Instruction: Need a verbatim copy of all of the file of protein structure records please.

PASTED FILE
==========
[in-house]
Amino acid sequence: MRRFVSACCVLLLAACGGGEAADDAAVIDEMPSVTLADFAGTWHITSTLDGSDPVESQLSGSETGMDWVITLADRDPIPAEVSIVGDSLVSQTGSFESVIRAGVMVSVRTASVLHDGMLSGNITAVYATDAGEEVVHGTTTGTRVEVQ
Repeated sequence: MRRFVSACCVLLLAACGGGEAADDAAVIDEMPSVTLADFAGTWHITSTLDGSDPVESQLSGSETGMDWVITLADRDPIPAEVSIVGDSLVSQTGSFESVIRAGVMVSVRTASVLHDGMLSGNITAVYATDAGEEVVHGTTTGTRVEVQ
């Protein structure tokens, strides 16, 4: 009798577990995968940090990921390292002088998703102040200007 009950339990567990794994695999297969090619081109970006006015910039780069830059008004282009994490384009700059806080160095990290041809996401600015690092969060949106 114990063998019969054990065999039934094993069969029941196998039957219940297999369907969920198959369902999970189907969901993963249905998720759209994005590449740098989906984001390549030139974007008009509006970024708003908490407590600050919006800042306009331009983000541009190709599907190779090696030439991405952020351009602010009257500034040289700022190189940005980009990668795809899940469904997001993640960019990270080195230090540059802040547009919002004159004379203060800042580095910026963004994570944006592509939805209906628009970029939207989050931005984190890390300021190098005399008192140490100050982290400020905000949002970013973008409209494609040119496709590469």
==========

[in-house]
Amino acid sequence: MRRFVSACCVLLLAACGGGEAADDAAVIDEMPSVTLADFAGTWHITSTLDGSDPVESQLSGSETGMDWVITLADRDPIPAEVSIVGDSLVSQTGSFESVIRAGVMVSVRTASVLHDGMLSGNITAVYATDAGEEVVHGTTTGTRVEVQ
Repeated sequence: MRRFVSACCVLLLAACGGGEAADDAAVIDEMPSVTLADFAGTWHITSTLDGSDPVESQLSGSETGMDWVITLADRDPIPAEVSIVGDSLVSQTGSFESVIRAGVMVSVRTASVLHDGMLSGNITAVYATDAGEEVVHGTTTGTRVEVQ
């Protein structure tokens, strides 16, 4: 009798577990995968940090990921390292002088998703102040200007 009950339990567990794994695999297969090619081109970006006015910039780069830059008004282009994490384009700059806080160095990290041809996401600015690092969060949106 114990063998019969054990065999039934094993069969029941196998039957219940297999369907969920198959369902999970189907969901993963249905998720759209994005590449740098989906984001390549030139974007008009509006970024708003908490407590600050919006800042306009331009983000541009190709599907190779090696030439991405952020351009602010009257500034040289700022190189940005980009990668795809899940469904997001993640960019990270080195230090540059802040547009919002004159004379203060800042580095910026963004994570944006592509939805209906628009970029939207989050931005984190890390300021190098005399008192140490100050982290400020905000949002970013973008409209494609040119496709590469």